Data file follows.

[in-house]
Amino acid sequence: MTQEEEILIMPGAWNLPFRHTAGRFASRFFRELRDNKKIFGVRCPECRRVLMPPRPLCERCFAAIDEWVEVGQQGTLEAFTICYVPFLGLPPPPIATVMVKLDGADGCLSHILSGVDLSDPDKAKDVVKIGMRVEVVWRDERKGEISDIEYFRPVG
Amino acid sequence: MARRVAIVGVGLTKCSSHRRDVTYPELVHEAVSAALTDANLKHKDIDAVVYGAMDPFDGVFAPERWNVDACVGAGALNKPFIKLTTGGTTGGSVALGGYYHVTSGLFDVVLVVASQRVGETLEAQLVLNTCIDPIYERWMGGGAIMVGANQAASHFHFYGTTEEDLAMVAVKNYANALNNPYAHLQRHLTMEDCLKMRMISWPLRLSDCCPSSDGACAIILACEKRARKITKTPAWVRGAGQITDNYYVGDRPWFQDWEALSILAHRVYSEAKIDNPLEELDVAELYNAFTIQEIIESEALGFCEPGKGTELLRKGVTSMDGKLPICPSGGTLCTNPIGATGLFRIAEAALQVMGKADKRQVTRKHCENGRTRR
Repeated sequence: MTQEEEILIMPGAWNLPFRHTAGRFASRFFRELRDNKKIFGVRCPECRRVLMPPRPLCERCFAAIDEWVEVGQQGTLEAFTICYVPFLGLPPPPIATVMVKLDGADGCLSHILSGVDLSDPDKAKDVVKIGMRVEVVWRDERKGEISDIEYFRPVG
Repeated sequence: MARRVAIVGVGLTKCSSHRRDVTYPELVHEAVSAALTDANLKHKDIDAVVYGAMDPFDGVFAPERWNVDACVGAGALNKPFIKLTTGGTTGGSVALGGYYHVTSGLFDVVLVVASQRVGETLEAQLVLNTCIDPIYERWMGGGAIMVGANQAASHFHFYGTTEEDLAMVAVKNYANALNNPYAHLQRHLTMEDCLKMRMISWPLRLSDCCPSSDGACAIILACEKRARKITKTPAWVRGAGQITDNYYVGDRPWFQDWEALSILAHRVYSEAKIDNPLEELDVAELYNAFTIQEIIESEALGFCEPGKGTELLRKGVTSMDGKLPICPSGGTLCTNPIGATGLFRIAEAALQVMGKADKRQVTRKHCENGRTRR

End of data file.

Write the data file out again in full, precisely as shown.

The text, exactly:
[in-house]
Amino acid sequence: MTQEEEILIMPGAWNLPFRHTAGRFASRFFRELRDNKKIFGVRCPECRRVLMPPRPLCERCFAAIDEWVEVGQQGTLEAFTICYVPFLGLPPPPIATVMVKLDGADGCLSHILSGVDLSDPDKAKDVVKIGMRVEVVWRDERKGEISDIEYFRPVG
Amino acid sequence: MARRVAIVGVGLTKCSSHRRDVTYPELVHEAVSAALTDANLKHKDIDAVVYGAMDPFDGVFAPERWNVDACVGAGALNKPFIKLTTGGTTGGSVALGGYYHVTSGLFDVVLVVASQRVGETLEAQLVLNTCIDPIYERWMGGGAIMVGANQAASHFHFYGTTEEDLAMVAVKNYANALNNPYAHLQRHLTMEDCLKMRMISWPLRLSDCCPSSDGACAIILACEKRARKITKTPAWVRGAGQITDNYYVGDRPWFQDWEALSILAHRVYSEAKIDNPLEELDVAELYNAFTIQEIIESEALGFCEPGKGTELLRKGVTSMDGKLPICPSGGTLCTNPIGATGLFRIAEAALQVMGKADKRQVTRKHCENGRTRR
Repeated sequence: MTQEEEILIMPGAWNLPFRHTAGRFASRFFRELRDNKKIFGVRCPECRRVLMPPRPLCERCFAAIDEWVEVGQQGTLEAFTICYVPFLGLPPPPIATVMVKLDGADGCLSHILSGVDLSDPDKAKDVVKIGMRVEVVWRDERKGEISDIEYFRPVG
Repeated sequence: MARRVAIVGVGLTKCSSHRRDVTYPELVHEAVSAALTDANLKHKDIDAVVYGAMDPFDGVFAPERWNVDACVGAGALNKPFIKLTTGGTTGGSVALGGYYHVTSGLFDVVLVVASQRVGETLEAQLVLNTCIDPIYERWMGGGAIMVGANQAASHFHFYGTTEEDLAMVAVKNYANALNNPYAHLQRHLTMEDCLKMRMISWPLRLSDCCPSSDGACAIILACEKRARKITKTPAWVRGAGQITDNYYVGDRPWFQDWEALSILAHRVYSEAKIDNPLEELDVAELYNAFTIQEIIESEALGFCEPGKGTELLRKGVTSMDGKLPICPSGGTLCTNPIGATGLFRIAEAALQVMGKADKRQVTRKHCENGRTRR